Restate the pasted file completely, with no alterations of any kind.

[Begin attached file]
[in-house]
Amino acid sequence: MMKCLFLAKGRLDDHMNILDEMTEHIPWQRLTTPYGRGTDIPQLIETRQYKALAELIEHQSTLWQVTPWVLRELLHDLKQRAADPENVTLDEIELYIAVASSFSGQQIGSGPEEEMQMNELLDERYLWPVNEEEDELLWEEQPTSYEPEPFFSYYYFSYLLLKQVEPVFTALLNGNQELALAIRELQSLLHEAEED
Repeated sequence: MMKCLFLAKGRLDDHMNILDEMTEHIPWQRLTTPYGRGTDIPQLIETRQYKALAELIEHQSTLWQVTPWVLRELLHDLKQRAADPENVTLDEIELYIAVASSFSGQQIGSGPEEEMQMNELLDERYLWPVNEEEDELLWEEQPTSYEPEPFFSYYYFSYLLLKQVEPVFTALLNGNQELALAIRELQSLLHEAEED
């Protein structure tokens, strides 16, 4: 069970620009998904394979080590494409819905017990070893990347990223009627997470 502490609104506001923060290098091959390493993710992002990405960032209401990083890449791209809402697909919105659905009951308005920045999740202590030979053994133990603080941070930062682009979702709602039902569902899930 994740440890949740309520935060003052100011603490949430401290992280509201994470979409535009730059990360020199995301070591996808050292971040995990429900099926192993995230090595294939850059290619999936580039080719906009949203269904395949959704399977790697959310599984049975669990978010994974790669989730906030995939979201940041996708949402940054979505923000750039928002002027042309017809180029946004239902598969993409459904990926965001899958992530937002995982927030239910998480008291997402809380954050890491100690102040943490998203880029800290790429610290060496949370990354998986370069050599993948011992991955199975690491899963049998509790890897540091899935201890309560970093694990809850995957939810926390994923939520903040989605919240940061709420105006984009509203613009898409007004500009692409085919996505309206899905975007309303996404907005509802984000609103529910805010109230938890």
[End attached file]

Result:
[in-house]
Amino acid sequence: MMKCLFLAKGRLDDHMNILDEMTEHIPWQRLTTPYGRGTDIPQLIETRQYKALAELIEHQSTLWQVTPWVLRELLHDLKQRAADPENVTLDEIELYIAVASSFSGQQIGSGPEEEMQMNELLDERYLWPVNEEEDELLWEEQPTSYEPEPFFSYYYFSYLLLKQVEPVFTALLNGNQELALAIRELQSLLHEAEED
Repeated sequence: MMKCLFLAKGRLDDHMNILDEMTEHIPWQRLTTPYGRGTDIPQLIETRQYKALAELIEHQSTLWQVTPWVLRELLHDLKQRAADPENVTLDEIELYIAVASSFSGQQIGSGPEEEMQMNELLDERYLWPVNEEEDELLWEEQPTSYEPEPFFSYYYFSYLLLKQVEPVFTALLNGNQELALAIRELQSLLHEAEED
């Protein structure tokens, strides 16, 4: 069970620009998904394979080590494409819905017990070893990347990223009627997470 502490609104506001923060290098091959390493993710992002990405960032209401990083890449791209809402697909919105659905009951308005920045999740202590030979053994133990603080941070930062682009979702709602039902569902899930 994740440890949740309520935060003052100011603490949430401290992280509201994470979409535009730059990360020199995301070591996808050292971040995990429900099926192993995230090595294939850059290619999936580039080719906009949203269904395949959704399977790697959310599984049975669990978010994974790669989730906030995939979201940041996708949402940054979505923000750039928002002027042309017809180029946004239902598969993409459904990926965001899958992530937002995982927030239910998480008291997402809380954050890491100690102040943490998203880029800290790429610290060496949370990354998986370069050599993948011992991955199975690491899963049998509790890897540091899935201890309560970093694990809850995957939810926390994923939520903040989605919240940061709420105006984009509203613009898409007004500009692409085919996505309206899905975007309303996404907005509802984000609103529910805010109230938890």